Tribute by Anit Mukherjee who is a PhD candidate at the Paul H Nitze School of Advanced International Studies, Johns Hopkins University, Washington DC.
Photographs: Courtesy the Rikhye family.

Sunday, December 23, 2007

Colonel Virendra Swarup

Known as Viru Swarup, a former Commandant of the Roaring Fours’, the 44 Armored Regiment, former Director Planning, QMG’s (Quartermaster General’s) Branch, Army Headquarters, former Colonel Administration, Mountain Corps and Colonel Military Secretary of a desert Corps, of the great Indian Army, India is leading an active retired life traveling between India and the United States of America.
The sudden outbreak of the Sino-Indian war in 1962 fired the patriotic zeal in many young men to volunteer to serve in the armed forces. Viru to his friends opted for a commission in the Indian Army. He was selected and sent to the most prestigious Indian Military Academy. From here he passed out as a Second Lieutenant and posted to the country’s most highly decorated tank regiment – the Poona Horse in August, 1964. He participated in both the 1965 and 1971 Indo-Pak wars. In the 1965 war, he was a tank troop leader. In one of the fiercest tank engagements in Phillaura, Pakistan, his tank was hit. His operator-cum-loader was killed on the spot and he himself was severely wounded losing his right eye and had earned apart from many war medals, a wound medal (Purple Heart). Notwithstanding this serious disability he followed his profession with resilience, grit, positive attitude he never looked back and forged ahead fighting all the odds for a good twenty eight years and risen to the rank of Colonel. He was not destined to command the regiment into which he was first posted (a cherished desire of all officers).
He, however, commanded a new outfit – 44 Armored Regiment – with the raising of which he was associated as its Second-in-Command. In 1992, he lost the other eye while still in harness in one of the freak accident and, was rendered blind, thus, medically boarded out of military service.

Viru was not the one to sit idle in his retirement, the loss of sights has propelled him to fight his severe disabilities to incorporate an ex-servicemen Coal Transport Company undertaking transportation of coal from coal mine face to the railway siding in one of the collieries in India braving through different kind of experience. This experience, however, proved to be a gross disappointment as people took undue advantage of his disability. This led him to involve his wife Sabita to join him as one of the active Director in the company, the only women perhaps in the industry. Together, they worked hard to bail themselves out of the loosing venture honorably.

He traveled extensively both in India and abroad including the Republic of South Africa and with his keen eye (the inner one), savored the culture of this beautiful world.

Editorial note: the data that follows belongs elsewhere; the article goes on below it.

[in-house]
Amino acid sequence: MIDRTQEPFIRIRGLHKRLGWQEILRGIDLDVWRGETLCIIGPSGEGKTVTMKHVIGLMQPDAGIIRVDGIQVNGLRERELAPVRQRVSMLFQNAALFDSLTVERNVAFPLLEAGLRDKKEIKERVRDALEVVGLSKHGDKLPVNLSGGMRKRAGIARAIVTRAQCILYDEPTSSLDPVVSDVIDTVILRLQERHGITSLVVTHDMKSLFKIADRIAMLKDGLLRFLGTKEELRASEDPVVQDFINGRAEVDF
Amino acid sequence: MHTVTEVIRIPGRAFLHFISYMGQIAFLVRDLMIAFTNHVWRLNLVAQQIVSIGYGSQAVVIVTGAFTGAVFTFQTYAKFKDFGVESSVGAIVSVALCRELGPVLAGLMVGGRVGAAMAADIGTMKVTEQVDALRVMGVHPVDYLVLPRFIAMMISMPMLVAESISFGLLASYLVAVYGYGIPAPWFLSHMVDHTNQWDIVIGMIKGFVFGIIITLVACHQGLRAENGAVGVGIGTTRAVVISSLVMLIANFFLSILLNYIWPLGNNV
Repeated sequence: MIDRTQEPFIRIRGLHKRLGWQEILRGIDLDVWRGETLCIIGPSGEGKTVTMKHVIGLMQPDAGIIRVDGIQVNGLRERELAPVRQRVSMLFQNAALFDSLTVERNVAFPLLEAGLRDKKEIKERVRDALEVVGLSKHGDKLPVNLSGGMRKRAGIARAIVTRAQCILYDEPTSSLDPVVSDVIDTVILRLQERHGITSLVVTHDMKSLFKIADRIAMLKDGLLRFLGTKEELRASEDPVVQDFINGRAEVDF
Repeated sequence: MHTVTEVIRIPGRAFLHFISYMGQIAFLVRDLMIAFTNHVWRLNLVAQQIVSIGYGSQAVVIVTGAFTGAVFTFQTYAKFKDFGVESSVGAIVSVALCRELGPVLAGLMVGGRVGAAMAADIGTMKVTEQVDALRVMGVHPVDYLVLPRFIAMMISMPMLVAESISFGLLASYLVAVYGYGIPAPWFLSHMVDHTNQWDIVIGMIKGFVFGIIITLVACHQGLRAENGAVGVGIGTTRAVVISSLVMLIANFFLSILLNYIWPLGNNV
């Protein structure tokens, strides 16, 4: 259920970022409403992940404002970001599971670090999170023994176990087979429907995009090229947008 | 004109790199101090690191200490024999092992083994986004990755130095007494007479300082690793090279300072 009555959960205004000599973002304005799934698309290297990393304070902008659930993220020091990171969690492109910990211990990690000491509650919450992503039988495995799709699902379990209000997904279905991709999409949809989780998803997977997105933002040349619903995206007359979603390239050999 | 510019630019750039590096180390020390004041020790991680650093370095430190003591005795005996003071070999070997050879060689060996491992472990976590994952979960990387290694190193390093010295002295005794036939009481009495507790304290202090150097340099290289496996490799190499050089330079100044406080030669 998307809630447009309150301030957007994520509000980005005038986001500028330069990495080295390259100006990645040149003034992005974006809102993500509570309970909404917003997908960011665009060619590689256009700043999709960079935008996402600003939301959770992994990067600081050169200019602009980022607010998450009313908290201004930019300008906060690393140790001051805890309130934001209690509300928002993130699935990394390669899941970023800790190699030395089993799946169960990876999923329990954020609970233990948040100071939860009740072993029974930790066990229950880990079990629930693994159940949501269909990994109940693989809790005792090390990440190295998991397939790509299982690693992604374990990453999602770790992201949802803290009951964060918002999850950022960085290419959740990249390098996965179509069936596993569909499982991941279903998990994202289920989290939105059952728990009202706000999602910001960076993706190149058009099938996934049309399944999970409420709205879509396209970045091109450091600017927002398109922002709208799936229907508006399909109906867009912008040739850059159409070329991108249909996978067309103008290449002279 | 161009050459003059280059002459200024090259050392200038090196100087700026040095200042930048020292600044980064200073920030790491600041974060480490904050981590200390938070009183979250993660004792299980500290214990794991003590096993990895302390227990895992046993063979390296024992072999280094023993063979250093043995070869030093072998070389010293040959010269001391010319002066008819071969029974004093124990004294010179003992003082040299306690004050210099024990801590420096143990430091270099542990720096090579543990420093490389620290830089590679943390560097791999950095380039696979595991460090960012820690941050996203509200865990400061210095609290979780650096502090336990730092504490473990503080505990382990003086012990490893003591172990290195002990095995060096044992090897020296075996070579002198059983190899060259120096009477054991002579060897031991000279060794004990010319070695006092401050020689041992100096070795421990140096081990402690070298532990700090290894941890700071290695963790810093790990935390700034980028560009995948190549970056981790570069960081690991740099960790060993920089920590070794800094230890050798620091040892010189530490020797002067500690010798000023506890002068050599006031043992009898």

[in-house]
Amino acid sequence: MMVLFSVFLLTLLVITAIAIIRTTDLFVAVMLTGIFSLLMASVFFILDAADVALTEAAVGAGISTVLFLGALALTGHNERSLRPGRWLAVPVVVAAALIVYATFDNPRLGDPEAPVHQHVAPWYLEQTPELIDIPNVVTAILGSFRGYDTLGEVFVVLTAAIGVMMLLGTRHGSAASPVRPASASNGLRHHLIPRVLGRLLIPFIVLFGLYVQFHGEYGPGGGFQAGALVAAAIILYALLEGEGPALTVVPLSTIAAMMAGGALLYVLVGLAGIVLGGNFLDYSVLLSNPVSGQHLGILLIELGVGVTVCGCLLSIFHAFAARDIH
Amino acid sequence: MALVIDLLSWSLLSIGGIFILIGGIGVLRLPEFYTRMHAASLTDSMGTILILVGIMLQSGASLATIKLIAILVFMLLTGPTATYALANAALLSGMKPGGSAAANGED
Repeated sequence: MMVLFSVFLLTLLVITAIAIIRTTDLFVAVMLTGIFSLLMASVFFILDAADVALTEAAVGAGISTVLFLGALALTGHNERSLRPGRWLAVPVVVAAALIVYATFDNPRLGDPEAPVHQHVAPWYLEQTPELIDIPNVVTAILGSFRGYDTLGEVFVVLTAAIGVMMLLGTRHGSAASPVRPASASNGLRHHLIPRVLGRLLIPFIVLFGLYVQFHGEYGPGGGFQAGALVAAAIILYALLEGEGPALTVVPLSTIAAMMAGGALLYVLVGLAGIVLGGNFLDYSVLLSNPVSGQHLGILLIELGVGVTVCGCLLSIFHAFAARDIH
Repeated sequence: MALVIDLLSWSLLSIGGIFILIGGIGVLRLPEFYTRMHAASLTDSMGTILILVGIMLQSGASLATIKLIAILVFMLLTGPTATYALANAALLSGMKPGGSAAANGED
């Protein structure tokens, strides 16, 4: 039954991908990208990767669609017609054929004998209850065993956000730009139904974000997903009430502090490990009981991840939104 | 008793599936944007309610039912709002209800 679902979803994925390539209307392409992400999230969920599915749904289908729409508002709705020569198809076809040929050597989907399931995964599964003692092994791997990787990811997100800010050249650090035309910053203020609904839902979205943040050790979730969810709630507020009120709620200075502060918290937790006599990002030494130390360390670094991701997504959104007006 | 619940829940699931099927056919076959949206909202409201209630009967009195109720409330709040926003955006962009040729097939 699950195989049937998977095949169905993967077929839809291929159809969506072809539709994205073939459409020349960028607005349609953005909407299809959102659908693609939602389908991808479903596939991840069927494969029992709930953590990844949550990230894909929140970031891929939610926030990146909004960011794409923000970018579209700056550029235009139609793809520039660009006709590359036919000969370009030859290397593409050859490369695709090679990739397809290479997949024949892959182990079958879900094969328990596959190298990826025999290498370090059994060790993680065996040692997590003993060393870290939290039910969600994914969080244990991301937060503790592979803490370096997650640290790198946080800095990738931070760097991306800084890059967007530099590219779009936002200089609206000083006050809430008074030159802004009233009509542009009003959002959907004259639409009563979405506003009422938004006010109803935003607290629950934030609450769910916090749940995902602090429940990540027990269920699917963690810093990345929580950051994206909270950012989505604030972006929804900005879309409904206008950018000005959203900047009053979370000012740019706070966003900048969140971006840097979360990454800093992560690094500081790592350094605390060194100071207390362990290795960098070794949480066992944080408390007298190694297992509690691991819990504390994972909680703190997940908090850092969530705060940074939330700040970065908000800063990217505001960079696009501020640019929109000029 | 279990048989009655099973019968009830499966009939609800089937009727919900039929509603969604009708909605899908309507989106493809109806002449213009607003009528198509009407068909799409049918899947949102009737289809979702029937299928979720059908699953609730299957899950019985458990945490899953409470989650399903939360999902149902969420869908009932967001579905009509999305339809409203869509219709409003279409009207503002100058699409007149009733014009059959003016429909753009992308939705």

He has two children, daughter and the son, both physicians and five grand children, Nikhita, 10 years’ old, Somya, Shray, both 4 years’, Ayush and Akshay, both just 20 months’ old.

He is author of a unique true story "The Memoir of a War Veteran Across Seven Seas", and is currently busy writing yet another book, this time a fiction, about “A Mysterious Woman”. He stays with his family most of his time in Arizona, USA.

This is the amazing life story of a remarkable man, who despite the loss of one eye in battle still rose to the rank of Colonel in the Indian Army before becoming totally blinded with the loss of his second eye. His story is told against the historic backdrop of the partition of India, the creation of Pakistan, the Indo-Pakistan Wars of 1965 and 1971 that created new countries out of pre-independence India. Colonel Virendra Swarup, fondly known as Viru to his friends and family, won the Wound Medal (equivalent to the US Purple Heart), commanded two saber squadrons of most famous regiment the Poona Horse (17th Queen Victoria’s Own Cavalry) and the Roaring Fours (The Forty-Four Armored Regiment), and witnessed the creation of a new world. His is a poignant and courageous story and a celebration of life. This is not just a book for those interested in military history, the history of India and of the British role abroad but for anyone who applauds survival against the odds.
Melissa Lumley, London, UK

First, let me say what an incredible life you’ve led. Sounds like a blockbuster movie with love, tragedy, war, passion, and overcoming obstacles.” Encouraging indeed...
Debbie, USA

I am excited by your book; you have a natural talent for telling a story and you have many to tell in here.
Ed Munson, Canada

This is the story of a down-to-earth soldier of the Indian Army, who on learning of the outbreak of war, cuts short his leave and hotfoots it to join his regiment; barely escaping death in action loses an eye; attains professional competence to command an armored regiment; while still in service loses his second eye. How with a never-say-die attitude, he tackled life’s problems and even indulged in playing golf. He traveled all over the world and finally reached the US; his exposure to the American way of life is interesting. - Worth reading by active and enterprising persons.
Colonel (Retired) Devinder Singh Grewal
Chandigarh, India